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 Table of Contents  
Year : 2022  |  Volume : 47  |  Issue : 3  |  Page : 187-193

Increased levels of circulating platelet microparticles as a risk of hypercoagulable state in β-thalassemia intermedia patients

1 Department of Internal Medicine, Clinical Hematology Unit, Faculty of Medicine, Assiut, Egypt
2 Flow Cytometry Lab., Department of Clinical Pathology, South Egypt Cancer Institute, Assiut, Egypt
3 Department of Clinical Pathology, Faculty of Medicine, Assiut University, Assiut, Egypt

Date of Submission09-Mar-2020
Date of Acceptance01-Sep-2022
Date of Web Publication03-Jan-2023

Correspondence Address:
Hanan M Abdel Aziz
Faculty of Medicine, Assiut University, Assiut 71515
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Source of Support: None, Conflict of Interest: None

DOI: 10.4103/ejh.ejh_14_20

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Introduction Thromboembolism is a frequent complication in thalassemia. Platelet microparticles (PMPs) may have a role in the hypercoagulability in thalassemia. Objective To determine the levels of PMPs in β-thalassemia intermedia (β-TI) patients and whether increased levels of PMPs in these patients are correlated with coagulation parameters or not. Patients and methods Sixty-three β-TI patients, classified into 46 nonsplenectomized (NS) patients, 17 splenectomized (S) patients, and 20 age-matched and sex-matched volunteers as controls. For all, full medical history, through clinical examination, and laboratory investigations: complete blood count, prothrombin time, prothrombin concentration, activated partial thromboplastin time, FVIII, FXI, fibrinogen, D-dimer, and PMPs were detected by using flow-cytometry approach. Results PMPs were significantly higher in S and NS β-TI patients than controls (P<0.001, P=0.002), respectively. FVIII and D-dimer were significantly higher in S patients than controls (P=0.004, 0.048), respectively. Fibrinogen level was significantly lower in both NS and S β-TI patients than in controls (P<0.001). A significant positive correlation between PMPs and platelet count in S patients (r=0.549, P=0.023). Conclusion Thrombotic risk in β-TI patients is related to increased circulating PMPs and platelet count. Splenectomy was considered a risk factor of thrombosis in our study.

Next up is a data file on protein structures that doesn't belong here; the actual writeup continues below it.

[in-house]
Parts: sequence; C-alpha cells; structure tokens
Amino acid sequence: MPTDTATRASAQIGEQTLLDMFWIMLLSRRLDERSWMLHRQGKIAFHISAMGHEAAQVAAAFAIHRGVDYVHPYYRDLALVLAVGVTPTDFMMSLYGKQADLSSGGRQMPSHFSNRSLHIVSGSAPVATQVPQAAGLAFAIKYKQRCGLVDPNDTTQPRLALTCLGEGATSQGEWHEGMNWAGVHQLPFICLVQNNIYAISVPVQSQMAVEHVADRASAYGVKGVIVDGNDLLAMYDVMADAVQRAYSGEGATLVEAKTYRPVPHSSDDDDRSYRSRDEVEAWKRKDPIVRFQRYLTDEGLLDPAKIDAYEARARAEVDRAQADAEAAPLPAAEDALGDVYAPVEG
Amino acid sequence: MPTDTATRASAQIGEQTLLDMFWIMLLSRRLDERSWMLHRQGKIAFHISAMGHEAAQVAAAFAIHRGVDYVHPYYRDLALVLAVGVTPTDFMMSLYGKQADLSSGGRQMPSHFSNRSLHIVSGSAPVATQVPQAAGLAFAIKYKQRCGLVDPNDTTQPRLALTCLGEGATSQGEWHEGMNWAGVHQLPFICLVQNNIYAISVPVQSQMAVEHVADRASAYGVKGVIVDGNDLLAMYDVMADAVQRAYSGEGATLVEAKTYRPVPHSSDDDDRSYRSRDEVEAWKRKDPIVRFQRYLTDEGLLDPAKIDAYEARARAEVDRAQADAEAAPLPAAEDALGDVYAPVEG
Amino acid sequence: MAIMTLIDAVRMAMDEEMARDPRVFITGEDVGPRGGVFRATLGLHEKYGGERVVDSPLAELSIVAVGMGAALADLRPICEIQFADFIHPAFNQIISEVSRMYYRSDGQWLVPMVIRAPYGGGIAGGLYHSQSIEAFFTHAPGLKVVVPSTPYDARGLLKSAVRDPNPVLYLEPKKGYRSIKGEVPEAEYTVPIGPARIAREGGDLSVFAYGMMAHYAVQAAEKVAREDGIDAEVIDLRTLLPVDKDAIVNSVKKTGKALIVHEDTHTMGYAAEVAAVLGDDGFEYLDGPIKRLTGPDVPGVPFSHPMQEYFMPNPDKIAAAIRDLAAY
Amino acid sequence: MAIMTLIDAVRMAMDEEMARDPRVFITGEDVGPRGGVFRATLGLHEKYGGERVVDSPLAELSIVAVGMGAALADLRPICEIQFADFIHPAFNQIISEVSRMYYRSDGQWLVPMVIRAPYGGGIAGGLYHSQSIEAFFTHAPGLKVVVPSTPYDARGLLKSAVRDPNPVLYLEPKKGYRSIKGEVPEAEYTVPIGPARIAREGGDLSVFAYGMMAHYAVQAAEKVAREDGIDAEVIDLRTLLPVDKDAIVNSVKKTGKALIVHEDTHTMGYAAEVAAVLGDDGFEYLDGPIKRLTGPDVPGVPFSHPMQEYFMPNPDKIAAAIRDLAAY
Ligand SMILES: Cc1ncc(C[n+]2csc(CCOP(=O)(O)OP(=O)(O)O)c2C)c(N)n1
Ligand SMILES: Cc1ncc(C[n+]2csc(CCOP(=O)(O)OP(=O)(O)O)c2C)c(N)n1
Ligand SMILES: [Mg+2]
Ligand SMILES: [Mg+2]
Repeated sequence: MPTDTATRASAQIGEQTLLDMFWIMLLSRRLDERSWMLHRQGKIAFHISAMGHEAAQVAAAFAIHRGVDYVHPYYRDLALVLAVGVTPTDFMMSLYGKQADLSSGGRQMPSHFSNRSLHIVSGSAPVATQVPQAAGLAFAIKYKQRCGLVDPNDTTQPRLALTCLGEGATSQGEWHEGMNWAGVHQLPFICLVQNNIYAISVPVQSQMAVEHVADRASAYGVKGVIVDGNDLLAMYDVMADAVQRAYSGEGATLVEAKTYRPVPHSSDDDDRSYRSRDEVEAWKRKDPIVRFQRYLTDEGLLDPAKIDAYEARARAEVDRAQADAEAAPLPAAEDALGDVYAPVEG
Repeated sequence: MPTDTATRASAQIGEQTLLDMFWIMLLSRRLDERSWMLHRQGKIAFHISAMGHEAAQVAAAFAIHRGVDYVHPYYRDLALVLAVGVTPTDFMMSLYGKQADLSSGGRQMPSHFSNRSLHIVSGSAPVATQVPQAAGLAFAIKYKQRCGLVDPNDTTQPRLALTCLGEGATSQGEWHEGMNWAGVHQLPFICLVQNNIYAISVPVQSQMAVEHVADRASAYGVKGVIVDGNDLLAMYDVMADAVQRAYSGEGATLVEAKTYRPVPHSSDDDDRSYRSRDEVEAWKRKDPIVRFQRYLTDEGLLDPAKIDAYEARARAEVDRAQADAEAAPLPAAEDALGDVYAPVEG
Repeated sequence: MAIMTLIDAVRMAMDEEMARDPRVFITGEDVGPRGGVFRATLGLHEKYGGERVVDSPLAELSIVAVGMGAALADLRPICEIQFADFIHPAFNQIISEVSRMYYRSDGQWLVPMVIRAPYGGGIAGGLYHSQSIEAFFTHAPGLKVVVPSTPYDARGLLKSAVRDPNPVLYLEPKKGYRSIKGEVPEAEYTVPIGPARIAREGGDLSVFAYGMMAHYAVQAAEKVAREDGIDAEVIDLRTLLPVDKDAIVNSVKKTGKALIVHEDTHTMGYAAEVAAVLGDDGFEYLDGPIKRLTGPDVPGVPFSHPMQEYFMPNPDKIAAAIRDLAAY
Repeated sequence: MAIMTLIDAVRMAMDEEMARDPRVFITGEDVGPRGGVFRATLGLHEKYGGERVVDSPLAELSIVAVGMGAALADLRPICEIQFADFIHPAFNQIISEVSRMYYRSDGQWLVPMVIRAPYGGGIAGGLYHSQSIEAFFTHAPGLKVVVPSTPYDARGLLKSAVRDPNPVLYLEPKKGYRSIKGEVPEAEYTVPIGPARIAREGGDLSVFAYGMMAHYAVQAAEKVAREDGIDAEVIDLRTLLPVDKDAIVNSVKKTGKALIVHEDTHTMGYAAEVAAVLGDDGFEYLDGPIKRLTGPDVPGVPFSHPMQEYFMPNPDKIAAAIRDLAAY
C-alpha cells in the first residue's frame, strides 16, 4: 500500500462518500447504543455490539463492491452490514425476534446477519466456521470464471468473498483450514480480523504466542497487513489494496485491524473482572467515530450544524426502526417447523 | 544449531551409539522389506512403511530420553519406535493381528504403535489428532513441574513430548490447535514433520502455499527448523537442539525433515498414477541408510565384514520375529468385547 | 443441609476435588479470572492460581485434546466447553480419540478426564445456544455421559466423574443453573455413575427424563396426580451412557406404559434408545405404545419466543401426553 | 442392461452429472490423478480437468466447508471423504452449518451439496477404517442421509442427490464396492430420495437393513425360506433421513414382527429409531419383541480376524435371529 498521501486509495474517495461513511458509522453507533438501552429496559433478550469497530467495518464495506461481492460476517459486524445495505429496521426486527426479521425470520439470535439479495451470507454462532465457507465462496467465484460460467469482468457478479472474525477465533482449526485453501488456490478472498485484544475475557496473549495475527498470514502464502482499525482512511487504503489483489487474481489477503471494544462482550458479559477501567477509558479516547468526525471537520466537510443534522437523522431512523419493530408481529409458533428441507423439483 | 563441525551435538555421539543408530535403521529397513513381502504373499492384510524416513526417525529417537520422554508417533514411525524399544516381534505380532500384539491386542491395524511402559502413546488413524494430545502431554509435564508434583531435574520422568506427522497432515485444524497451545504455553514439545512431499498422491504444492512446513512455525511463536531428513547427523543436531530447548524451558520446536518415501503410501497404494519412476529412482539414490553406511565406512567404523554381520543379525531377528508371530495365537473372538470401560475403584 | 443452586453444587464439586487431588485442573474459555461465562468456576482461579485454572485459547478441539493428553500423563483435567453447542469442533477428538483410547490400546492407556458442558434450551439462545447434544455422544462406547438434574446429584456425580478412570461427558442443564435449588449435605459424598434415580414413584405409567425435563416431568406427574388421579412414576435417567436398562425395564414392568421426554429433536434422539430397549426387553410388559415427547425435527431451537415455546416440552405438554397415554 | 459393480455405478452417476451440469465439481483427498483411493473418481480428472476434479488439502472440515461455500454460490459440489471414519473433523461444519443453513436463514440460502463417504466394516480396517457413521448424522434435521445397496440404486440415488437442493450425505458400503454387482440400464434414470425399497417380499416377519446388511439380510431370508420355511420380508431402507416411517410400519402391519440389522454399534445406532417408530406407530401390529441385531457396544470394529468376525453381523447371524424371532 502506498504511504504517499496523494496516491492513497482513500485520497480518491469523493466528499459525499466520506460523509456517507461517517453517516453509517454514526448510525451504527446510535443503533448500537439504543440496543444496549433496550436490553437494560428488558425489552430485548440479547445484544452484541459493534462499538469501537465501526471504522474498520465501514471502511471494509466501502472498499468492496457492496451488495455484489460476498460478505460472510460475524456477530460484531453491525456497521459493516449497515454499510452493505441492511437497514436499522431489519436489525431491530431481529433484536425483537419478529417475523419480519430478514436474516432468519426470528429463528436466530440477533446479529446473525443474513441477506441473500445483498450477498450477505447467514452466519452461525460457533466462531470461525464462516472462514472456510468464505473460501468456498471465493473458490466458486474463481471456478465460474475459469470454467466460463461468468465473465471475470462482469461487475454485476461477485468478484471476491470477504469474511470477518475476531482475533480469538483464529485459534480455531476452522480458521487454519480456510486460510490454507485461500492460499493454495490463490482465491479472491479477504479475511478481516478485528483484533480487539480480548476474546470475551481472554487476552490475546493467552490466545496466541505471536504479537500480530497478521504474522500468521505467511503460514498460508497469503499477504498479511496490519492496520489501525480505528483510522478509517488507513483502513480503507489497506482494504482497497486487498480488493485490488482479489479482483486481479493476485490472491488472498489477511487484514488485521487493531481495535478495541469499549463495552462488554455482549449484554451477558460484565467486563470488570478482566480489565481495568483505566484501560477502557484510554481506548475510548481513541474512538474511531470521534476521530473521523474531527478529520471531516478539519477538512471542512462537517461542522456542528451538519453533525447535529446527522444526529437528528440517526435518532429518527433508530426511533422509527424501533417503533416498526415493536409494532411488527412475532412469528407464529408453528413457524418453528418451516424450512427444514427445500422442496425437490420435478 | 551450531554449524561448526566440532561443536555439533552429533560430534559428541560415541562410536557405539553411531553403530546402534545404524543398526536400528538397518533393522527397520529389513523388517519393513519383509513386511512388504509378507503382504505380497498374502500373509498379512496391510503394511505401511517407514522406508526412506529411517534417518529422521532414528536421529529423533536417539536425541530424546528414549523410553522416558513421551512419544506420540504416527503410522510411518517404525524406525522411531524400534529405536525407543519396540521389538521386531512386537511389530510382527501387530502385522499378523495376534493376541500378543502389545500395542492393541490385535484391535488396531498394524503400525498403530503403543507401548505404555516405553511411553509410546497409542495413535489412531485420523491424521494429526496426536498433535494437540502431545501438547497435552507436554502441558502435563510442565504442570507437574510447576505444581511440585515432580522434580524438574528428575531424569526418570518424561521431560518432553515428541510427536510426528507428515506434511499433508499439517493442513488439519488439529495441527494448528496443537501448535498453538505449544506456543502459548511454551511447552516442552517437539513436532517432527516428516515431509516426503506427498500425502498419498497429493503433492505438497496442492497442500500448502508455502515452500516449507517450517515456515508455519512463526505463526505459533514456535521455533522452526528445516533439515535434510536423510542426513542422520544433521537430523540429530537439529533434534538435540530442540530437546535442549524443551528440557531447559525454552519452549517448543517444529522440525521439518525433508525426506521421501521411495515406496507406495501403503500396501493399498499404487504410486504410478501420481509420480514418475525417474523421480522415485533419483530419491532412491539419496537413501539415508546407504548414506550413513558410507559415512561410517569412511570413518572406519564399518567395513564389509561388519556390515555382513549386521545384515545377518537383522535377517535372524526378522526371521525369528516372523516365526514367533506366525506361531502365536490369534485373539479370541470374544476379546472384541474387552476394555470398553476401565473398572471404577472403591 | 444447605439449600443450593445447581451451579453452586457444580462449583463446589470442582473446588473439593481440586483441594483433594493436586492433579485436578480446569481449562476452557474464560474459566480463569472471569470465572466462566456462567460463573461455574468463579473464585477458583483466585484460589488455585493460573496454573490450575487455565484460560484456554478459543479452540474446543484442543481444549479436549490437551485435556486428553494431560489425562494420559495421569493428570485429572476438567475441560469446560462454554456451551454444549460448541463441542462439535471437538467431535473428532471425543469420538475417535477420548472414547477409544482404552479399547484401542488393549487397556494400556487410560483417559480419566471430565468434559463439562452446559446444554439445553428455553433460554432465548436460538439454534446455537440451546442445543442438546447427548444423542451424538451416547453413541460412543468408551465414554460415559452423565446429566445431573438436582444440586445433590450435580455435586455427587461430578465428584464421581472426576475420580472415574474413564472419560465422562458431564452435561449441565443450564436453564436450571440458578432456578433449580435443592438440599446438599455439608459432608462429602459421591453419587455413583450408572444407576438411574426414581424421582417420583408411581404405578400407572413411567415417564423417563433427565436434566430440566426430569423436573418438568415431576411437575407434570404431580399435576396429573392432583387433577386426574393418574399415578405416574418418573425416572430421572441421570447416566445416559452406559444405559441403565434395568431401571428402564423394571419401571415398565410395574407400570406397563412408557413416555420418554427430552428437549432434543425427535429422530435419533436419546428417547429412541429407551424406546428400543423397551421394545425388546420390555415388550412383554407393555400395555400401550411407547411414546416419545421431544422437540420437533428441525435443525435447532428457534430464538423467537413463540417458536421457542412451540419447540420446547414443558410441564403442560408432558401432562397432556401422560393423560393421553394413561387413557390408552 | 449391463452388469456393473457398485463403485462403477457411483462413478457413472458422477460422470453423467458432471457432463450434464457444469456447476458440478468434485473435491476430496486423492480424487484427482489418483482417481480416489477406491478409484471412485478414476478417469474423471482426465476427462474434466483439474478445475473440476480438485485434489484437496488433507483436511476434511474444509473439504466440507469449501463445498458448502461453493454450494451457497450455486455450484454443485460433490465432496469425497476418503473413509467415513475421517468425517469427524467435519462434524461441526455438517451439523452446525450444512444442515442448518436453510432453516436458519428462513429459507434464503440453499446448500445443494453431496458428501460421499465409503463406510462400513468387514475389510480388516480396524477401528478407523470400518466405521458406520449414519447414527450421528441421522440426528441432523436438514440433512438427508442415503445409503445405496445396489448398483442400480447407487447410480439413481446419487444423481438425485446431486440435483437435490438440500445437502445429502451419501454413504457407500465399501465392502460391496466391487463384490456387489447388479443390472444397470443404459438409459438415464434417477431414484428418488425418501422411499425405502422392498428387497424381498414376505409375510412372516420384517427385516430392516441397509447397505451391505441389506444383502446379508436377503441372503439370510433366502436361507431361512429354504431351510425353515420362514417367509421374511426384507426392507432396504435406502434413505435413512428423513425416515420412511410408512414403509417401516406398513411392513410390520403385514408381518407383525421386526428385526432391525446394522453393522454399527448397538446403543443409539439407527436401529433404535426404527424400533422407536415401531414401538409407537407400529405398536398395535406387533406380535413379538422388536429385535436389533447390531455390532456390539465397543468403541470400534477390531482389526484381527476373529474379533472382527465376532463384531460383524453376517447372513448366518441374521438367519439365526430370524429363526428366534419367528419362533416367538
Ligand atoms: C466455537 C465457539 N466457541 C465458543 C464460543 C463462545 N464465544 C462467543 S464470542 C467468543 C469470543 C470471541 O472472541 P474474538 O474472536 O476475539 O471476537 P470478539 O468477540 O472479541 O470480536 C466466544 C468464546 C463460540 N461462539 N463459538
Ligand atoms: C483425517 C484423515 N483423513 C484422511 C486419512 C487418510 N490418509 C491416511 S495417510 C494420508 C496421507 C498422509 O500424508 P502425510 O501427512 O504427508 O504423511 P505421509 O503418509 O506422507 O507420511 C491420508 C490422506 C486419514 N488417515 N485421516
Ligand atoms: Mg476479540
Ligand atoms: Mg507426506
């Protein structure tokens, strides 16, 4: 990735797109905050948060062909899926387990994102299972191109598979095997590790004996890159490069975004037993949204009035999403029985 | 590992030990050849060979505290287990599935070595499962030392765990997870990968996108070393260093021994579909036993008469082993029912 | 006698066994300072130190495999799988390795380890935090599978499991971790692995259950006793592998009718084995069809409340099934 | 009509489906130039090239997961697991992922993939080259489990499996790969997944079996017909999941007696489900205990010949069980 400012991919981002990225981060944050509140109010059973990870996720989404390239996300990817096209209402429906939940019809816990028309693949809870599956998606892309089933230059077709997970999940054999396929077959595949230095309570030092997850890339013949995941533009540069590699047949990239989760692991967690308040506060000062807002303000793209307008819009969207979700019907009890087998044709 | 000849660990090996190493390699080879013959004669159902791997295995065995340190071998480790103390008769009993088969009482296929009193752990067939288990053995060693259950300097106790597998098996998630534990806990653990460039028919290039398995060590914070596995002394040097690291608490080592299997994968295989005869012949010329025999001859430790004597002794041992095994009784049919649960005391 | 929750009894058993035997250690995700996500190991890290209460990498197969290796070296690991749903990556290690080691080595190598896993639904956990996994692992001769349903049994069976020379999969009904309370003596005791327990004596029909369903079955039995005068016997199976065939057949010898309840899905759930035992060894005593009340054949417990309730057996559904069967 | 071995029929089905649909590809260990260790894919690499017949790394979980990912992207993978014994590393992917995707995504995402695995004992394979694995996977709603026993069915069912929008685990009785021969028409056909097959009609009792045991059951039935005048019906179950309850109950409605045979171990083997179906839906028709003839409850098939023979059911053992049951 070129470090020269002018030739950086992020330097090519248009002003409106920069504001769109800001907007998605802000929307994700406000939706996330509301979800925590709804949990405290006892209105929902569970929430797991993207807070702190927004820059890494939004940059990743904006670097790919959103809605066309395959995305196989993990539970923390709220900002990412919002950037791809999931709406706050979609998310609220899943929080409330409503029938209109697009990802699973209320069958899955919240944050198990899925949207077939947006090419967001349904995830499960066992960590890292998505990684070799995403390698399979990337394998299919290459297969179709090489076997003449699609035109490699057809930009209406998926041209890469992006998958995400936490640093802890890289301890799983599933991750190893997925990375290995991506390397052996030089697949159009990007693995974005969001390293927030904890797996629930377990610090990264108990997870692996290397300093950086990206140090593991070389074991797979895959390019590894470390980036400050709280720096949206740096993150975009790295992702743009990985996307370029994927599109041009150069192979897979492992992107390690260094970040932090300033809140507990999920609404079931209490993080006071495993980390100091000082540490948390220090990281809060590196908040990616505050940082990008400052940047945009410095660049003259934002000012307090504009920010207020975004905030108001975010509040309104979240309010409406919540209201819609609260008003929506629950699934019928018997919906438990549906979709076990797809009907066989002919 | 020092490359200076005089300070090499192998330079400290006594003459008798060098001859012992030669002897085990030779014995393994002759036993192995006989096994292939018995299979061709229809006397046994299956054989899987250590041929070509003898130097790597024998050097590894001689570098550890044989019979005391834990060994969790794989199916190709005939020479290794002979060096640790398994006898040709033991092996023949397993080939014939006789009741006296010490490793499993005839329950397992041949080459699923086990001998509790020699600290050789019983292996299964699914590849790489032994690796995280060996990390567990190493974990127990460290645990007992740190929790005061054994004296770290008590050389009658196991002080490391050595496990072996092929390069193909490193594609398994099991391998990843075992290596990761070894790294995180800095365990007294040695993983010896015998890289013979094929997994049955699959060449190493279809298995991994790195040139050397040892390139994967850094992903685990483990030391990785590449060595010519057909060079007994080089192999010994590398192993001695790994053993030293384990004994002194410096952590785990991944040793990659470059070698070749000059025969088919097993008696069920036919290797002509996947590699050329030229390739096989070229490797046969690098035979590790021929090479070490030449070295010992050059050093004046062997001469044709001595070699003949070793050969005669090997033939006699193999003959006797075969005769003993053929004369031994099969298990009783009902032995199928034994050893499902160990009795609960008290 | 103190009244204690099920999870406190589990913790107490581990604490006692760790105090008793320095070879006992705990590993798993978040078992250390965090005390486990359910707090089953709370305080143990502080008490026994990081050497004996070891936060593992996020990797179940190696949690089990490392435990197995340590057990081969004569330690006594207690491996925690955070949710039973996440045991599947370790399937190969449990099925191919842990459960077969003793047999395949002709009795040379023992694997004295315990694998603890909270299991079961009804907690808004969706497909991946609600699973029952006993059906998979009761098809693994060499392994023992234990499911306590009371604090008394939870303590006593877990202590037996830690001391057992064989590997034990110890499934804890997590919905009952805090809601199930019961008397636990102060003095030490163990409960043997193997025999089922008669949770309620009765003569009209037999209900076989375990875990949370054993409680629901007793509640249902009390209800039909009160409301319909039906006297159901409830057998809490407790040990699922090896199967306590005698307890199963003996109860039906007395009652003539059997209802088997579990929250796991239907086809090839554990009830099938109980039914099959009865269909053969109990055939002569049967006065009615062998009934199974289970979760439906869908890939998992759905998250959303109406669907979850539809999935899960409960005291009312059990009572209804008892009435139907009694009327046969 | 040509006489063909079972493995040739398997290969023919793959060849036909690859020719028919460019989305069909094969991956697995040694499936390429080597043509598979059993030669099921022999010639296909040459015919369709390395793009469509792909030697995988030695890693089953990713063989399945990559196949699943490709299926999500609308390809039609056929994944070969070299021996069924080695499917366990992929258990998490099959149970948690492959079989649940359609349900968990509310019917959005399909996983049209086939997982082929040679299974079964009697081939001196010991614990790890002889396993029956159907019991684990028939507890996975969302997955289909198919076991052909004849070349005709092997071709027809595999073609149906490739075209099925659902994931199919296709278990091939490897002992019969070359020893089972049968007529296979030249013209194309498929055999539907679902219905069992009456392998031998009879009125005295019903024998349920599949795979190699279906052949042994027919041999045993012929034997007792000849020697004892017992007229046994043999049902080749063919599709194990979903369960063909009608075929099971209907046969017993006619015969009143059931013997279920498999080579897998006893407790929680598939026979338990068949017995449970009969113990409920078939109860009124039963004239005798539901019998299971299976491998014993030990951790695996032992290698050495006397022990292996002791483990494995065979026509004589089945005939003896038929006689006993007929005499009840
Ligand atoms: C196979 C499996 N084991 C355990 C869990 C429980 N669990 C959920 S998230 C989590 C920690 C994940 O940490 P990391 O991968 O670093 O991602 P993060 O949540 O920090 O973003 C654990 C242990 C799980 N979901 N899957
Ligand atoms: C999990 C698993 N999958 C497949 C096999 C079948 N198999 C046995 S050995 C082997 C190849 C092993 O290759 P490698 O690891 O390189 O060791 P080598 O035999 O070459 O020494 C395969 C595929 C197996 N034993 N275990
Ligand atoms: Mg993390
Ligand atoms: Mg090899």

Keywords: hypercoagulability, platelet microparticles, β-thalassemia intermedia

How to cite this article:
Abdel Aziz HM, El-Beih EA, Sayed DM, Afifi OA, Thabet AF, Elgammal S, Mansor SG, Moeen SM. Increased levels of circulating platelet microparticles as a risk of hypercoagulable state in β-thalassemia intermedia patients. Egypt J Haematol 2022;47:187-93